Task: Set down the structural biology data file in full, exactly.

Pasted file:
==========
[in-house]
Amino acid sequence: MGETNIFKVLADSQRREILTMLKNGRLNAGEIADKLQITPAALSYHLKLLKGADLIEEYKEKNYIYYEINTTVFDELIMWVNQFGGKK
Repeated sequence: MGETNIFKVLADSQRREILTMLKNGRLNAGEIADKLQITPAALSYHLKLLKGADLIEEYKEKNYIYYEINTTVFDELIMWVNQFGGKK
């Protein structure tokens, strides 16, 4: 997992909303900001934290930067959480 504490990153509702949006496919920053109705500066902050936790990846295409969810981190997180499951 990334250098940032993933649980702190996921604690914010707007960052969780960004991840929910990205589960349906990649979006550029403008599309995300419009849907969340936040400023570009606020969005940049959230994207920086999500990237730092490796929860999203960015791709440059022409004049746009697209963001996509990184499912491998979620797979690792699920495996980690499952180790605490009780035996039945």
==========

[in-house]
Amino acid sequence: MGETNIFKVLADSQRREILTMLKNGRLNAGEIADKLQITPAALSYHLKLLKGADLIEEYKEKNYIYYEINTTVFDELIMWVNQFGGKK
Repeated sequence: MGETNIFKVLADSQRREILTMLKNGRLNAGEIADKLQITPAALSYHLKLLKGADLIEEYKEKNYIYYEINTTVFDELIMWVNQFGGKK
């Protein structure tokens, strides 16, 4: 997992909303900001934290930067959480 504490990153509702949006496919920053109705500066902050936790990846295409969810981190997180499951 990334250098940032993933649980702190996921604690914010707007960052969780960004991840929910990205589960349906990649979006550029403008599309995300419009849907969340936040400023570009606020969005940049959230994207920086999500990237730092490796929860999203960015791709440059022409004049746009697209963001996509990184499912491998979620797979690792699920495996980690499952180790605490009780035996039945």